The pastor of a Baptist Union church told me that his church was committed to implementing the principles of Rick Warrens book “The Purpose Driven Church.” This book claims that a church can grow without compromising its message or mission. I attended an evening service at this church. The service was clearly directed to youth and I estimate that about ninety percent of the congregation was under 25. I could not help but be impressed. Most churches do not draw anywhere near this number of young people. It might seem mean-spirited to be critical and I would be the first to acknowledge that this church seems to be being used by God to win and build young people. However I was not impressed with the lack of content of most of the choruses. At one point in the service I was not sure if the musicians on stage were singing to us or leading us in congregational singing. As I looked around the church it dawned on me that it was supposed to be congregational singing but that less than a third of those present were actually singing. Most of the young people were listening to a concert not engaging in congregational singing. Here we had entertainment, not Christians at worship. Some of those who had not been singing were visibly impressed by a very good expositional message and so I would assume that were believers. Upon reflection I was also saddened to realise that the older people in the church have largely abandoned the evening service. The old Keswick motto All one in Christ Jesus simply does not apply here. A new dividing wall has been erected not between Jew and Greek, but between the generations. This is not as it should be. One of my fondest memories as a new Christian when in my mid twenties is of talking to teenagers and elderly folk and finding that we had so much in common because we shared a common faith in Jesus Christ. Before my conversion I had seldom spoken at length to anyone more that three or four years older or younger than myself. But as a Christian age, occupation, gender and other differences simply did not matter. Galatians 3:28 was wonderfully true.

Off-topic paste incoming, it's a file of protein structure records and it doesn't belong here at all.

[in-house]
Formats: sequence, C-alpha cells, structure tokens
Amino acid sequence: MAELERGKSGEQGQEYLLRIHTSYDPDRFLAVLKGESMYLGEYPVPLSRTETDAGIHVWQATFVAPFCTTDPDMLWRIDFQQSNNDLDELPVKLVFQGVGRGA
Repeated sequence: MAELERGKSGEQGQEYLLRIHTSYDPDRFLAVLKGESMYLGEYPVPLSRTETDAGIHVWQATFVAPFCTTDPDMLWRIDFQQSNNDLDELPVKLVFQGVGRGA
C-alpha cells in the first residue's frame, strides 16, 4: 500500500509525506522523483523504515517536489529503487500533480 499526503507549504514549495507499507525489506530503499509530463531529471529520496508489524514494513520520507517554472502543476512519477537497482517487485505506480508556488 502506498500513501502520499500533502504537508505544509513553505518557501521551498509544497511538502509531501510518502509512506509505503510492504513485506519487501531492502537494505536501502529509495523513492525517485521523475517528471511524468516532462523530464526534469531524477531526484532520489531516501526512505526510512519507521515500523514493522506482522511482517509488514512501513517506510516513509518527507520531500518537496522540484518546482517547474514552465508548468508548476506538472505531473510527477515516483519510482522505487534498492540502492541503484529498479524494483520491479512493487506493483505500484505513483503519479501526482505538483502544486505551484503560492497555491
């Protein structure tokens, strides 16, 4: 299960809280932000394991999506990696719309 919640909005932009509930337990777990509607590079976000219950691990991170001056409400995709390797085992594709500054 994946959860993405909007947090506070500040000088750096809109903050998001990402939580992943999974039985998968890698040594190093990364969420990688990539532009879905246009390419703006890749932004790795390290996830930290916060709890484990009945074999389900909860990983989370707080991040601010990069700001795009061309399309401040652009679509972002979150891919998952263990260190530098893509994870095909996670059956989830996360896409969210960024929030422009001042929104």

I was also saddened to realise that these young people were not even being exposed to the richness of the church’s hymnology. Hymn books are never used in this church and many others. The wonderful words of Isaac Watts and Charles Wesley are never sung. If it is not contemporary it is not sung. And so a generation of believers is being impoverished in the name of cultural relevance.
My overall impression of the evangelical churches in Hamilton is that they are entertaining themselves to death. Music and performance dominate the public face of many fellowships. While the Bible is still preached, Scripture reading and prayer no longer have the place they once did. A sense of awe and majesty in the presence of God is missing.
On Doctrine and Practice July 16, 2019
A charge that is made repeatedly against historic Christianity is that its stress on doctrine makes it authoritarian, theoretical, and cold. The Christian religion is a practical affair; putting the faith in terms of truth to be believed alienates or repels many who would otherwise be sympathetic. As John Robinson puts it, ‘the effect of […]
Christianity and Culture July 12, 2019
One of the greatest of the problems that have agitated the Church is the problem of the relation between knowledge and piety, between culture and Christianity. This problem has appeared first of all in the presence of two tendencies in the Church — the scientific or academic tendency, and what may be called the practical […]